Use such a calendar long enough, and it would get out of sequence with the seasons. Summer might begin in January and winter in August.

Efforts to keep the calendar and seasons in sequence led to adoption and junking of calendars that used many different dates for the start of the New Year.

The Roman Empire kept March 25 as New Year's Day. But Roman rulers constantly tampered with the calendar, and it got further and further out of synchronization with the solar year.

To wipe out the pre-existing error and realign the calendar and seasons, Julius Caesar ordered that 46 B.C. would have 445 days.

The Julian calendar was more accurate than any previous calendar. Its year was only about 11 minutes longer than a solar year. But over 1,500 years, the error accumulated. By 1580, spring began on March 11, which is 10 days earlier than the vernal equinox.

In 1582, the Gregorian calendar, developed by astronomers working for Pope Gregory XIII, came to the rescue. Gregory wiped out the accumulated error by ordering that 10 days be dropped from October. Oct. 5, 1582, became Oct. 15.

He also ordered a permanent correction to keep calendar and solar year more in sequence. His solution: Give February one extra day in century years divisible by 400. Thus, February 1600 got an extra day, and February 2000, 2400, and 2800 will get one.

The Gregorian calendar reduced the difference between solar and calendar year to just 26 seconds.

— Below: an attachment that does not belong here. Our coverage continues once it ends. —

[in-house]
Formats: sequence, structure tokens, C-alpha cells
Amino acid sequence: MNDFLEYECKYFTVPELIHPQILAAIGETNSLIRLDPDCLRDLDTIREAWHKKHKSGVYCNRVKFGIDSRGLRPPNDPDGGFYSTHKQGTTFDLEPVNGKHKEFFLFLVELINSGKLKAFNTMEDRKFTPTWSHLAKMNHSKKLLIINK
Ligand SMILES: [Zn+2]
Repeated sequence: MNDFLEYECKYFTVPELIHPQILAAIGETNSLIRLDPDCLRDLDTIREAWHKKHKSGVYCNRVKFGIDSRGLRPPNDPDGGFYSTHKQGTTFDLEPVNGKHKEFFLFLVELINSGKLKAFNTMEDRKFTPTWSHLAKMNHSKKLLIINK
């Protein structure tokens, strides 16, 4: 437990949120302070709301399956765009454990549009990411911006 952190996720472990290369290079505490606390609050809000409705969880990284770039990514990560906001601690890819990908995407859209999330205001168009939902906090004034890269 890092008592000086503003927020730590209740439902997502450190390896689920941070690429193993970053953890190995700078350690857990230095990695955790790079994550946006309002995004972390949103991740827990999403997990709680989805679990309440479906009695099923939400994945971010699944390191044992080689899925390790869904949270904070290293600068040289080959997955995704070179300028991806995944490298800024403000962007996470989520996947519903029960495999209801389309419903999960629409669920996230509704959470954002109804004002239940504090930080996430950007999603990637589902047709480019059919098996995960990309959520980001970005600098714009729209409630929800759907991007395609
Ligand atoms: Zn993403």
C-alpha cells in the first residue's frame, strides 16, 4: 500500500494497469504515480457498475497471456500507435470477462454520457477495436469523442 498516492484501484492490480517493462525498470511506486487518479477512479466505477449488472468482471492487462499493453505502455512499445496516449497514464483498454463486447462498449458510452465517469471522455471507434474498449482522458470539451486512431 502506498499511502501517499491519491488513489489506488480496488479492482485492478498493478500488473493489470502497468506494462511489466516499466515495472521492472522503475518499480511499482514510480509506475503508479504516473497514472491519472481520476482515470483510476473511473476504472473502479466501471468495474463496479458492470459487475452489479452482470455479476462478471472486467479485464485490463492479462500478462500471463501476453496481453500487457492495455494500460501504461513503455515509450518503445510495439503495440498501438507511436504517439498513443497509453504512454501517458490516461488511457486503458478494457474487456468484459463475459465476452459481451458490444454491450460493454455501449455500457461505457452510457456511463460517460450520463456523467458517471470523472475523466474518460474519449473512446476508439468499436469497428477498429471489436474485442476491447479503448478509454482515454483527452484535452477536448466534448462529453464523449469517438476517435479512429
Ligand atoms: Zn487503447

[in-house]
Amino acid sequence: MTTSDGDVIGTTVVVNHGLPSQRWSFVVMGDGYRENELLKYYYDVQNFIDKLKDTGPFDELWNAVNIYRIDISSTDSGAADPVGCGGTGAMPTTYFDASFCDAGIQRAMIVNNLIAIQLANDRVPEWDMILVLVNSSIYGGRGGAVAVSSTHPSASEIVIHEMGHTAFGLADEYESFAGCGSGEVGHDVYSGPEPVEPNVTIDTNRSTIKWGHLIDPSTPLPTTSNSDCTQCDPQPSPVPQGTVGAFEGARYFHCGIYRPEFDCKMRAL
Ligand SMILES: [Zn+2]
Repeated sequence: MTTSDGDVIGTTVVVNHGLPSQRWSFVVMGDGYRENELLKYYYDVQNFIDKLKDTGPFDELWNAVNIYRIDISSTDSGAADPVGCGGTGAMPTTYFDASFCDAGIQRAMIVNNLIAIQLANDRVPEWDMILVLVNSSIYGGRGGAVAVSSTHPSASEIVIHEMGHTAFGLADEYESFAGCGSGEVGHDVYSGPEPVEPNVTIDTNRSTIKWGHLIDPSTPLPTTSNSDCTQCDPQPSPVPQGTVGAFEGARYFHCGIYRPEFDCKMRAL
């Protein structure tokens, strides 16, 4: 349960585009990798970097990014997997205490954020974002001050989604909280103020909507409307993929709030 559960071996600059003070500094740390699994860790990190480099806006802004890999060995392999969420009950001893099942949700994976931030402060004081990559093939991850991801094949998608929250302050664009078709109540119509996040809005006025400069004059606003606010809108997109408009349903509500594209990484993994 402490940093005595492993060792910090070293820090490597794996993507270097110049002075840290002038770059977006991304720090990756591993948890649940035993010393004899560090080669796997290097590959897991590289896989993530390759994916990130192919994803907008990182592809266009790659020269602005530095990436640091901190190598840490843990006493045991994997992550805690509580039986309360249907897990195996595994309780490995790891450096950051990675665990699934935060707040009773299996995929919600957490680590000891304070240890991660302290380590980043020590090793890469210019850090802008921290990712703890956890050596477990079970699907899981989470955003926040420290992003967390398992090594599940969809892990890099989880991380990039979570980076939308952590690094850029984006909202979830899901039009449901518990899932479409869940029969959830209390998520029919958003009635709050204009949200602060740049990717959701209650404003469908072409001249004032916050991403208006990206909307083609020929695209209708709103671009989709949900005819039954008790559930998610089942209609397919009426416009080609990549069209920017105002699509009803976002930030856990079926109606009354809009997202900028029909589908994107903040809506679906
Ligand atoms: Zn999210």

Most European countries adopted the new calendar immediately. England and its colonies held out, and continued celebrating New Year's in March, until 1752.

All Eastern Orthodox churches continued using the Julian calendar until 1923. Some adopted a Revised Julian Calendar with a different leap year rule. Others stuck with the old calendar.

Other attempts at calendar reform - improving the Georgian calendar - occurred over the years. In the 1930s, for instance, a group called the World Calendar Association actually got the United Nations to consider a new calendar.

The so-called World Calendar had 13 months (the new month was "Sol"), and got endorsements from accountants, statisticians and business. The United States objected, and the U.N. dropped the whole idea.

The World Calendar would have changed the dates for widely celebrated holidays. The Fourth of July, for example, would have become the 17th of Sol.



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Advantages of world calendar

- Every year is the same. Each year begins on Sunday, Jan. 1, and each working year on Monday, Jan. 2.

- Numbered days of the month always fall on the same weekdays, so a child born on Friday always celebrates birthdays on Friday. Election Day in the United States always would be on Nov. 7. All holidays would fall on the same day of the week.

- Statistical comparisons between quarters of the year would be easier since the year would divide into quarters of 91 days each. Each quarter begins on Sunday and ends on Saturday.